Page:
“The Descendants” is a film filled with bitterness, resentment and judgment. And yes, I would say it’s a comedy and that it’s quite lovely.
If the film’s idyllic Hawaiian setting or quirky indie comedy trailers seem deceptive, that is exactly the point. “The Descendants” is a film about appearances, and with each character there is a long lineage of Hawaiian heritage who show us that with every meeting and action, we carry along with us emotional baggage and sins of the past that skew our perception of the present.
We want to be honest about the here and now, but in others we only see the past. Sometimes what we see seems unfamiliar, and it’s tough to forgive.
Such is the case with Alexander Payne’s film. The story of Matt King (George Clooney) and how he copes with the knowledge of his wife’s affair as she lies in a coma, it appears as though “The Descendants” could be a number of films following certain clichés and dramatic tropes. It could’ve been a strict parenting drama as he is now the primary care giver for his 17 and 10-year-old daughters, Alexandra (Shailene Woodley) and Scottie (Amara Miller).
But rather, the screenplay by Payne, Nat Faxon and Jim Rash is a complex family drama that provides lots of inner details without ever delving into them and becoming bloated. It mentions how Alexandra is a recovering drug addict at a boarding school, yet the movie never succumbs to the urge to have her once again struggling with addiction. It assumes that Matt is a somewhat distant husband, but it never flashes back to troublesome moments with his wife or family just for the sake of piling on melodrama.
Instead, these characters have a way of bringing up the past and never living in the present. When Matt confronts some family friends about his wife’s affair, the judgments and the flaws they bring up can seem like ancient history.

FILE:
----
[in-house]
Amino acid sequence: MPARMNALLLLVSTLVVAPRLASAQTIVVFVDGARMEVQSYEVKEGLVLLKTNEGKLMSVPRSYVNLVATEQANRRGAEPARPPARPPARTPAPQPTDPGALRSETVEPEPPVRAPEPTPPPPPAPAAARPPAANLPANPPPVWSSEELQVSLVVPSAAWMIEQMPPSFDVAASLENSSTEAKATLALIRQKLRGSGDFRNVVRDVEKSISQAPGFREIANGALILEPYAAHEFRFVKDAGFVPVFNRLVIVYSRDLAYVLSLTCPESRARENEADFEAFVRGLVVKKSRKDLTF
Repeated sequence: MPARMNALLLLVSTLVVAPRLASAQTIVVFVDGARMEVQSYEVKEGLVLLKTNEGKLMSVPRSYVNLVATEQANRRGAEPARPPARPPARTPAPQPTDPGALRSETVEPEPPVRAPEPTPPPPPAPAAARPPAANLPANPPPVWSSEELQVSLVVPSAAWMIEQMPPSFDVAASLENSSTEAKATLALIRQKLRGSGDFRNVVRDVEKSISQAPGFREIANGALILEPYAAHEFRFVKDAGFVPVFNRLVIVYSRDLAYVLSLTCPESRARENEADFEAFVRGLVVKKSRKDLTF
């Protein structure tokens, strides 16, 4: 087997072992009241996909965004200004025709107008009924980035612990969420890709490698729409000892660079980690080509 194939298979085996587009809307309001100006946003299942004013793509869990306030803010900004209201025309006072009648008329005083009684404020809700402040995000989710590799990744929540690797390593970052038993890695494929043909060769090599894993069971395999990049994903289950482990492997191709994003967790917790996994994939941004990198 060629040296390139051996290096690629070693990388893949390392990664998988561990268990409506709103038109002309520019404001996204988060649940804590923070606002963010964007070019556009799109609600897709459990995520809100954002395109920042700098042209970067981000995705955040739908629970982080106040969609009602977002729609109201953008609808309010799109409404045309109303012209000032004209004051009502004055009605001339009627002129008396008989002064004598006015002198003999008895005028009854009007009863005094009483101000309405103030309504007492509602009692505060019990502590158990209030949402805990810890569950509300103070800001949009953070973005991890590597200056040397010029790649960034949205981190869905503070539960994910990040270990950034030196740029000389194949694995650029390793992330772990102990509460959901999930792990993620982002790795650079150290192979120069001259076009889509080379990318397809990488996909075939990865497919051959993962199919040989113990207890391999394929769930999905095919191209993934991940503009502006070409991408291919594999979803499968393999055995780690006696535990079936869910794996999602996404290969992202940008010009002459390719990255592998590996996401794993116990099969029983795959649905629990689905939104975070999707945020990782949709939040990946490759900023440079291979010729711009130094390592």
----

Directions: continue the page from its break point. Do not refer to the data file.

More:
This story and this idea of a tense history are what the film is strictly focused on, and “The Descendants” proves to be a tightly executed drama.
Yet it still finds moments of levity and tenderness, either in the harsh husbandly criticisms from Matt’s father-in-law Scott (Robert Forster) or in the goofy bro attitude of Alexandra’s boyfriend Sid (Nick Krause). Sid is a wonderful example of how a familiar character type, the dumb surfer dude, would make us very quick to judge. But Krause plays him with the perfect note of casualty to feel like a very honest character without ever becoming a cliché.
Similarly, anyone seeking a “George Clooney performance” is looking in the wrong place. If Clooney found his vulnerability in “Up in the Air,” Payne finds a way to transform him into an intelligent everyman with just as much fragility. He’s wonderful here.
And yet for all of “The Descendants” looking back and examining how we use our past to dictate the way we act, ultimately this is a sweet film with the goal of learning to forgive and act in the present. The movie’s heartbreaking finale is the perfect summation for all the cynicism, pain, depression and uncertainty that came before.